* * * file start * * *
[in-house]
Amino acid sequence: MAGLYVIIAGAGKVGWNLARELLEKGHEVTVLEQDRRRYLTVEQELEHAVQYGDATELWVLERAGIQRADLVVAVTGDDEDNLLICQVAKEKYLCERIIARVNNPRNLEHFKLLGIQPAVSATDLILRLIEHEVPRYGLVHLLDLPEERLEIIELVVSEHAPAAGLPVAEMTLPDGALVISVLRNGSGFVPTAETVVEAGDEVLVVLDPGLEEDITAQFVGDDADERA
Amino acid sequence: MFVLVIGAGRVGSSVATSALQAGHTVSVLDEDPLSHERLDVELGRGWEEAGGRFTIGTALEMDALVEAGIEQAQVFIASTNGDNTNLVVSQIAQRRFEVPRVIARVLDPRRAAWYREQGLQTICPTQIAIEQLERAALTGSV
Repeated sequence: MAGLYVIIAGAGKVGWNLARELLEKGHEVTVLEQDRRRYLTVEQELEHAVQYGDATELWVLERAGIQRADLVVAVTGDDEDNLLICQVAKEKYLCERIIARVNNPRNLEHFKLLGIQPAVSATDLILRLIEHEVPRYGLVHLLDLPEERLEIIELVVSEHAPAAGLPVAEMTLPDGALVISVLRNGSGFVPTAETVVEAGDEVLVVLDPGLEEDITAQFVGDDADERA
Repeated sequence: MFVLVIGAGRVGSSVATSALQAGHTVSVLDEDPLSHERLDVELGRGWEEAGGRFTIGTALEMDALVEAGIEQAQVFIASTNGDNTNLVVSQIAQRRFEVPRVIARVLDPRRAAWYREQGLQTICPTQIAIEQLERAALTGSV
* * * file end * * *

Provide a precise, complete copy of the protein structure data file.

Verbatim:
[in-house]
Amino acid sequence: MAGLYVIIAGAGKVGWNLARELLEKGHEVTVLEQDRRRYLTVEQELEHAVQYGDATELWVLERAGIQRADLVVAVTGDDEDNLLICQVAKEKYLCERIIARVNNPRNLEHFKLLGIQPAVSATDLILRLIEHEVPRYGLVHLLDLPEERLEIIELVVSEHAPAAGLPVAEMTLPDGALVISVLRNGSGFVPTAETVVEAGDEVLVVLDPGLEEDITAQFVGDDADERA
Amino acid sequence: MFVLVIGAGRVGSSVATSALQAGHTVSVLDEDPLSHERLDVELGRGWEEAGGRFTIGTALEMDALVEAGIEQAQVFIASTNGDNTNLVVSQIAQRRFEVPRVIARVLDPRRAAWYREQGLQTICPTQIAIEQLERAALTGSV
Repeated sequence: MAGLYVIIAGAGKVGWNLARELLEKGHEVTVLEQDRRRYLTVEQELEHAVQYGDATELWVLERAGIQRADLVVAVTGDDEDNLLICQVAKEKYLCERIIARVNNPRNLEHFKLLGIQPAVSATDLILRLIEHEVPRYGLVHLLDLPEERLEIIELVVSEHAPAAGLPVAEMTLPDGALVISVLRNGSGFVPTAETVVEAGDEVLVVLDPGLEEDITAQFVGDDADERA
Repeated sequence: MFVLVIGAGRVGSSVATSALQAGHTVSVLDEDPLSHERLDVELGRGWEEAGGRFTIGTALEMDALVEAGIEQAQVFIASTNGDNTNLVVSQIAQRRFEVPRVIARVLDPRRAAWYREQGLQTICPTQIAIEQLERAALTGSV